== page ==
A tagline to advertise Penny Serenade

A tagline to advertise Penny Serenade

A French poster for the film.

A French poster for the film.

My Classic Movie Pick: The Tall T

I volunteered to write a blog for the Summer Under the Stars blogathon hosted by two great sites dedicated to classic films: Sittin’ on a Backyard Fence and Scribehard on Film.  The hosts of these two sites brilliantly decided to host a month-long blogathon that parallels the great actors and actresses featured each day for the month of August on  the Turner Classic Movies cable channel.  Be sure to click on the links to read other great posts by other bloggers who also love classic movies!   I volunteered to focus on actor Randolph Scott, and specifically the great action/Western The Tall T.  Summer Under the Stars Blogathon

The Tall T was  directed by Bud Boetticher, produced by Harry Joe Brown, and the  associate producer was the film’s star, Randolph Scott.  The idea for the film came from an Elmore Leonard story that he wrote in 1955 for Argosy magazine, titled The Captives.  Burt Kennedy wrote the screenplay adaptation of Leonard’s story and the film was distributed in 1957 by Columbia Pictures.  In  glorious technicolor, the movie was  filmed on location in the rugged locale of Lone Pine, California.  Besides Randolph Scott, the cast includes Maureen O’Sullivan, Richard Boone, Henry Silva, Skip Homeier, Arthur Hunnicutt, John Hubbard, Robert Burton, Christopher Olsen, and Fred Sherman.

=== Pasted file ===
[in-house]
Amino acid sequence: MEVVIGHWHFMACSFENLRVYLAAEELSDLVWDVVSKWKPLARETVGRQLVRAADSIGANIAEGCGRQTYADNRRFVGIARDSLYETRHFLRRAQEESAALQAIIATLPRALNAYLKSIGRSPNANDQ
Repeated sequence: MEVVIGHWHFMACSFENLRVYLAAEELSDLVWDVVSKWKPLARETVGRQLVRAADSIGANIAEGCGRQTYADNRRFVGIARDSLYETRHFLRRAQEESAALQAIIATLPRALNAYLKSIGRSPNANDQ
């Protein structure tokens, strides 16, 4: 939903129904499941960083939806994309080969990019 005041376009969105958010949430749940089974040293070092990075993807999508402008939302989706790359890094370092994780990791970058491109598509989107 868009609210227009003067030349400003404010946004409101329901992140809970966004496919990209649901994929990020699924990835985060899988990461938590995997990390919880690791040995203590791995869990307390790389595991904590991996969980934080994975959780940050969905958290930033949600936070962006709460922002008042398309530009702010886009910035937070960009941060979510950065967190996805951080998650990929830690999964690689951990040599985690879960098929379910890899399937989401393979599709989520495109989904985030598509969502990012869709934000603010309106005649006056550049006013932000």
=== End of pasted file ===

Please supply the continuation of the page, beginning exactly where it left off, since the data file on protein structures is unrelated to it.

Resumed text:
Randolph Scott is Pat Brennan, a down-on-his luck ranch hand, who has decided to travel to the town of Contention in order to see his old boss, Mr. Tenvoorde, the owner of the Tall T ranch.  As he begins his journey,  Brennan stops by the stage coach relay station owned by Hank Parker(Fred Sherman).  After a  nice greeting and visit, Brennan promises Jeff, Parker’s son(Christopher Olson) that he’ll bring the boy a bag of candy on his way back from Contention.  Brennan is heading there because he  wants to buy a bull from Mr. Tenvoorde in order to start up his own ranch.  Tenvoorde likes to make bets and he bets Brennan that he can have the bull, a Brahma, only if he can break it first(ride it in a specific amount of time without falling off the bull).  If Brennan can do it, he gets the bull, but if he gets thrown off, he also has to give his horse to Tenvoorde.  Brennan takes the bet, rides the bull, but gets thrown off and lands in a watering trough!  Without his horse, Brennan begins the long walk back to the relay station.  Luckily, he meets up with Ed Rintoon(Arthur Hunnicutt), a stage coach driver he knows who has been hired to drive a private coach to Bixby for newlyweds Willard and Doretta Mims(John Hubbard and Maureen O’Sullivan).  Rintoon welcomes Brennan aboard the coach, to sit shotgun, of course, and agrees to take him to the relay station.

Landing in that water trough!

Landing in that water trough!

Without his horse, Brennan has to travel by foot.

Without his horse, Brennan has to travel by foot.

Arthur Hunnicutt, as Rintoon, stage coach driver.

Arthur Hunnicutt, as Rintoon, stage coach driver.

Hitching a ride to the relay station.

Hitching a ride to the relay station.